roundup pregnancy

“Everyone Should Be Concerned About This:” Monsanto Chemical Found In Pregnant Mothers, Linked to Bad Health Outcomes for Babies

By On April 5, 2017

The world’s most popular herbicide, Roundup, has been inundated with questions in recent months due to its collusion with an EPA official to bury potential research on the negative effects of the product, namely its active ingredient glyphosate.

Now, things are taking yet another dizzying turn as a surprising link has been discovered between glyphosate and pregnant women.

With scrutiny and backlash against Monsanto’s flagship product counting to mount, the study could be even more bad news for the company not to mention bad news for pregnant mothers who eat too much “conventional” food that has been grown with the use of the herbicide.

Roundup Found in Pregnant Women

According to a new article in The Huffington Post, researchers have found that the presence of glyphosate levels in their bodily fluids correlates with “unfavorable birth outcomes” while studying a group of mothers whose urine contained the chemical.

Further findings were expected to be presented on Thursday at a conference held by the Children’s Environmental Health Network in Washington, D.C., the article continued.

In total, 69 expectant mothers were tested and tracked for the study, and the research is still in the preliminary stages and uses a small sample size. But the early results are a cause for concern, researchers say.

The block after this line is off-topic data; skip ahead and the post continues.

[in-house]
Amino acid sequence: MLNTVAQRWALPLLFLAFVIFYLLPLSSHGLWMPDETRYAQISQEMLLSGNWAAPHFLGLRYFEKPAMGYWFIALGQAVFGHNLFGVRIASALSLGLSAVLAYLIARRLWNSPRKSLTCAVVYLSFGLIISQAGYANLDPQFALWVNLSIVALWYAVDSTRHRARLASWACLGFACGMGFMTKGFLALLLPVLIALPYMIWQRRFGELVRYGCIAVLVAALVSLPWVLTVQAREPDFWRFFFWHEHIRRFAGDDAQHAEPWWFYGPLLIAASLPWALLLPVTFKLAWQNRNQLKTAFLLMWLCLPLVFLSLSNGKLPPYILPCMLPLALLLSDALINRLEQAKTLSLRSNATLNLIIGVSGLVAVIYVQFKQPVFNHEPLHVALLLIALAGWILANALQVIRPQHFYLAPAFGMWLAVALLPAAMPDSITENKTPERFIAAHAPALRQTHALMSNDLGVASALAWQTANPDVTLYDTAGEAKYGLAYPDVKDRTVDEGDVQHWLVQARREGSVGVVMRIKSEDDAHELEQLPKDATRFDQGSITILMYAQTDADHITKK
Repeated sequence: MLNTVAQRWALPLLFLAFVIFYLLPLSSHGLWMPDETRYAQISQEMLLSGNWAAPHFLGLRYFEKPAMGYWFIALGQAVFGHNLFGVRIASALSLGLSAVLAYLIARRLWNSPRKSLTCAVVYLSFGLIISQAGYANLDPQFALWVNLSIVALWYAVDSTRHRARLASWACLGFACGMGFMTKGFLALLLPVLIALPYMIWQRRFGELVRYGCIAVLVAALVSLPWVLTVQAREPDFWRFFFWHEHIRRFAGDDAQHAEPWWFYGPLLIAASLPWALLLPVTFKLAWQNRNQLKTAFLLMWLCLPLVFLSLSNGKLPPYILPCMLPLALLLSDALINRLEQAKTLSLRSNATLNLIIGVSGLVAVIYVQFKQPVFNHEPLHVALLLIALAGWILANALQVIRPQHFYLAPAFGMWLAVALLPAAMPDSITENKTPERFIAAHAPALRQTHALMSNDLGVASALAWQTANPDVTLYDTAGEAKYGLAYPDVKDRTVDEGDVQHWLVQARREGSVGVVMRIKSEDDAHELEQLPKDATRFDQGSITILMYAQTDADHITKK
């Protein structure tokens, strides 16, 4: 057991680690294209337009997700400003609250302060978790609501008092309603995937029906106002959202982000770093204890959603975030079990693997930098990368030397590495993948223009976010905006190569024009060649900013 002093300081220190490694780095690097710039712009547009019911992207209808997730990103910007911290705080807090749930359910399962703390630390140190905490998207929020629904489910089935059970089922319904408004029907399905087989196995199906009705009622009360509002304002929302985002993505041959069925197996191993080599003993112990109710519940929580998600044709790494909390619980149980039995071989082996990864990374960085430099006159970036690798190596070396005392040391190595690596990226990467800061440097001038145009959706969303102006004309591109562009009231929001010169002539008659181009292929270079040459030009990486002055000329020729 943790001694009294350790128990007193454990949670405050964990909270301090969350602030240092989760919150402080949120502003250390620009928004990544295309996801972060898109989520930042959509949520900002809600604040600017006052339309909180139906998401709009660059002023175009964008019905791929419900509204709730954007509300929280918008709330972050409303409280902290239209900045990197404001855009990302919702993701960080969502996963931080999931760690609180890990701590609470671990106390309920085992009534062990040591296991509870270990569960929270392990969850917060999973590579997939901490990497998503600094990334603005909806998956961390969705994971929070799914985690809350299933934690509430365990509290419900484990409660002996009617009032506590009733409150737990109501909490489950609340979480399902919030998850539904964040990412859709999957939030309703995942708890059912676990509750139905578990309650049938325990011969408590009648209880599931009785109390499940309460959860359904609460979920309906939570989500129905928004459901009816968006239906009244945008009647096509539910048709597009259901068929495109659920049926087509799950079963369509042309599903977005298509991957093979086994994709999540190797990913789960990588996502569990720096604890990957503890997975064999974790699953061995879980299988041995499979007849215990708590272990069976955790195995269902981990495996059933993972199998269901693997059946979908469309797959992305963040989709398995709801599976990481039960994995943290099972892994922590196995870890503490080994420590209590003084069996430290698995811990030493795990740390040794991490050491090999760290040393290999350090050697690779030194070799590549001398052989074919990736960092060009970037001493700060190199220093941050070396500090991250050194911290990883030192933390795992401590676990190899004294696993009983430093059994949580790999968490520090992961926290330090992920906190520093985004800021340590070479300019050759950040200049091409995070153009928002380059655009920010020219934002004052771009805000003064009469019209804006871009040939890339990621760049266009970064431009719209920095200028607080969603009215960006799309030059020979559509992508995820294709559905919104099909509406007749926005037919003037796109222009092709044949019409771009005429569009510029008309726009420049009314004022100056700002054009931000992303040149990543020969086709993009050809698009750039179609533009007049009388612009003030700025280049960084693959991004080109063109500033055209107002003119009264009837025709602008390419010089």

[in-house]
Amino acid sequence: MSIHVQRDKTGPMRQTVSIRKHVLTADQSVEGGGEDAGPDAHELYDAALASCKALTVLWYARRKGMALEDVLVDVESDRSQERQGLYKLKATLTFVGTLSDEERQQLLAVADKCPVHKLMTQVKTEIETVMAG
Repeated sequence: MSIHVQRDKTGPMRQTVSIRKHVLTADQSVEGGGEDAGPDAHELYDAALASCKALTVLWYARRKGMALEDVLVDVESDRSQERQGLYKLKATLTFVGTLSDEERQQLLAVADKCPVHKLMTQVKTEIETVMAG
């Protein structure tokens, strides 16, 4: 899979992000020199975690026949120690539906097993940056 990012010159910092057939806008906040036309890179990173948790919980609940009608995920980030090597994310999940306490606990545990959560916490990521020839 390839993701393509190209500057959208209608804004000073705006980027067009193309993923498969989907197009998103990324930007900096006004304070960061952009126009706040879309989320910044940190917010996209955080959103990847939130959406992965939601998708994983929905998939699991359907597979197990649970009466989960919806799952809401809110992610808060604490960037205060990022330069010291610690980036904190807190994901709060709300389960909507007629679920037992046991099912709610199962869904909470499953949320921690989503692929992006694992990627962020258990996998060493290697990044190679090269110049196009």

“This is a huge issue,” said Paul Winchester, medical director of the neonatal intensive care unit at the Franciscan St. Francis Health system and a professor of clinical pediatrics according to the Post. “Everyone should be concerned about this,” he added about the study, the first to demonstrate the presence of glyphosate in pregnant women.

The study included the collection of urine samples and found glyphosate in the urine of 63 of 69 (91%) of pregnant women who were getting prenatal care through an obstetrics practice in Indiana, over two years from 2015-2016.

Higher glyphosate levels in women showed a correlation with significantly shorter pregnancies with lower adjusted birth weights, the Post article noted.

Critics or those who question such findings may of course point out that correlation does not equal causation, much like they did with MIT researcher Dr. Stephanie Seneff’s now-famous research showing a correlation between glyphosate and rising autism rates in the United States.

But as the article points out, the findings are especially troublesome because low birth weights and shortened gestation are risk factors for many health and/or neurodevelopmental problems over the course of a baby’s life; diabetes, heart disease, obseity and more are more likely to happen to low birth-weight babies, the article noted.

Monsanto continues to insist its weed killer is safe, but the World Health Organization deemed glyphosate a “probable human carcinogen” in 2015, and the recent EPA revelations show the company has worked overtime in order to obstruct the scientific process; other critics allege Monsanto’s own safety studies have been used to clear the product as “safe” when independent science that says otherwise is not properly taken into account.

Winchester has been conducting research on pesticide exposures and impacts on pregnant woemn for many years, and said he was surprised to see such a high percentage of pregnant women showing glyphosate in their urine while also calling for more research, and for the CDC to begin tracking glyphosate in its biomonitoring work.

For more information on the findings, check out the article in the Post by clicking on this link.